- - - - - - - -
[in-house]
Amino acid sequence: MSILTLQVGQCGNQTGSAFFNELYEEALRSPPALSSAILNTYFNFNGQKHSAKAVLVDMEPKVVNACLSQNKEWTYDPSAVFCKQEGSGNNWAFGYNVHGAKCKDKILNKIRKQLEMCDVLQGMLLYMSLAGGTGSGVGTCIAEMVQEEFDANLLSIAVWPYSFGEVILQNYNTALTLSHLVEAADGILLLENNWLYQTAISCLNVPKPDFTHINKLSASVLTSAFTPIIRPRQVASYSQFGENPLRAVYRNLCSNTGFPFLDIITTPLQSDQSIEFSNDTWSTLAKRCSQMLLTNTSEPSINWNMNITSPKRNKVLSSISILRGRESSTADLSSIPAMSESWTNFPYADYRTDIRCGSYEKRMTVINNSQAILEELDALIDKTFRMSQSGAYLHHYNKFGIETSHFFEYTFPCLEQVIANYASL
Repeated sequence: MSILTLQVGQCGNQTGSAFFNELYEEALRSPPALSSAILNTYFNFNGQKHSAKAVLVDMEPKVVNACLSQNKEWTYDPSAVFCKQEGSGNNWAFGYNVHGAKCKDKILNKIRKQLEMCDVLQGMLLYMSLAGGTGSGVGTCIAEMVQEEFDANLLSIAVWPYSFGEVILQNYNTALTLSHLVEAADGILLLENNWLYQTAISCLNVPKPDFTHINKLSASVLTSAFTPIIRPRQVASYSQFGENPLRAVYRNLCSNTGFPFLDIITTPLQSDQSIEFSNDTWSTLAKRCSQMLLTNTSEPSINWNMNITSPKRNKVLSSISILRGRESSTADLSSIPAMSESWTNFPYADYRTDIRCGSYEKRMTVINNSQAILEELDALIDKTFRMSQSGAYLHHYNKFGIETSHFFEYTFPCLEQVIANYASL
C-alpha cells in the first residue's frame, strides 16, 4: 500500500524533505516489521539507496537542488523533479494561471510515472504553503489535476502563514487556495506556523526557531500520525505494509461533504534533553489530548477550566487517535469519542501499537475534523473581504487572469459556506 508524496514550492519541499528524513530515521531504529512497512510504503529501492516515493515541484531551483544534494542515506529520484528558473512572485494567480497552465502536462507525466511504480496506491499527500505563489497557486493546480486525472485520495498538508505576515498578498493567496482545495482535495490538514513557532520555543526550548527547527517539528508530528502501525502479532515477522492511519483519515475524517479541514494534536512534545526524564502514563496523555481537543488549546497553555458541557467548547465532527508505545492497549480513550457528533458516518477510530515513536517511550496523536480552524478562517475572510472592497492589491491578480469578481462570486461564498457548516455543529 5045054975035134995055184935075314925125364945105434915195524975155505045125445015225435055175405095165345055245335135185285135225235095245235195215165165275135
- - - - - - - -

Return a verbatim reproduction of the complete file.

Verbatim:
[in-house]
Amino acid sequence: MSILTLQVGQCGNQTGSAFFNELYEEALRSPPALSSAILNTYFNFNGQKHSAKAVLVDMEPKVVNACLSQNKEWTYDPSAVFCKQEGSGNNWAFGYNVHGAKCKDKILNKIRKQLEMCDVLQGMLLYMSLAGGTGSGVGTCIAEMVQEEFDANLLSIAVWPYSFGEVILQNYNTALTLSHLVEAADGILLLENNWLYQTAISCLNVPKPDFTHINKLSASVLTSAFTPIIRPRQVASYSQFGENPLRAVYRNLCSNTGFPFLDIITTPLQSDQSIEFSNDTWSTLAKRCSQMLLTNTSEPSINWNMNITSPKRNKVLSSISILRGRESSTADLSSIPAMSESWTNFPYADYRTDIRCGSYEKRMTVINNSQAILEELDALIDKTFRMSQSGAYLHHYNKFGIETSHFFEYTFPCLEQVIANYASL
Repeated sequence: MSILTLQVGQCGNQTGSAFFNELYEEALRSPPALSSAILNTYFNFNGQKHSAKAVLVDMEPKVVNACLSQNKEWTYDPSAVFCKQEGSGNNWAFGYNVHGAKCKDKILNKIRKQLEMCDVLQGMLLYMSLAGGTGSGVGTCIAEMVQEEFDANLLSIAVWPYSFGEVILQNYNTALTLSHLVEAADGILLLENNWLYQTAISCLNVPKPDFTHINKLSASVLTSAFTPIIRPRQVASYSQFGENPLRAVYRNLCSNTGFPFLDIITTPLQSDQSIEFSNDTWSTLAKRCSQMLLTNTSEPSINWNMNITSPKRNKVLSSISILRGRESSTADLSSIPAMSESWTNFPYADYRTDIRCGSYEKRMTVINNSQAILEELDALIDKTFRMSQSGAYLHHYNKFGIETSHFFEYTFPCLEQVIANYASL
C-alpha cells in the first residue's frame, strides 16, 4: 500500500524533505516489521539507496537542488523533479494561471510515472504553503489535476502563514487556495506556523526557531500520525505494509461533504534533553489530548477550566487517535469519542501499537475534523473581504487572469459556506 508524496514550492519541499528524513530515521531504529512497512510504503529501492516515493515541484531551483544534494542515506529520484528558473512572485494567480497552465502536462507525466511504480496506491499527500505563489497557486493546480486525472485520495498538508505576515498578498493567496482545495482535495490538514513557532520555543526550548527547527517539528508530528502501525502479532515477522492511519483519515475524517479541514494534536512534545526524564502514563496523555481537543488549546497553555458541557467548547465532527508505545492497549480513550457528533458516518477510530515513536517511550496523536480552524478562517475572510472592497492589491491578480469578481462570486461564498457548516455543529 5045054975035134995055184935075314925125364945105434915195524975155505045125445015225435055175405095165345055245335135185285135225235095245235195215165165275135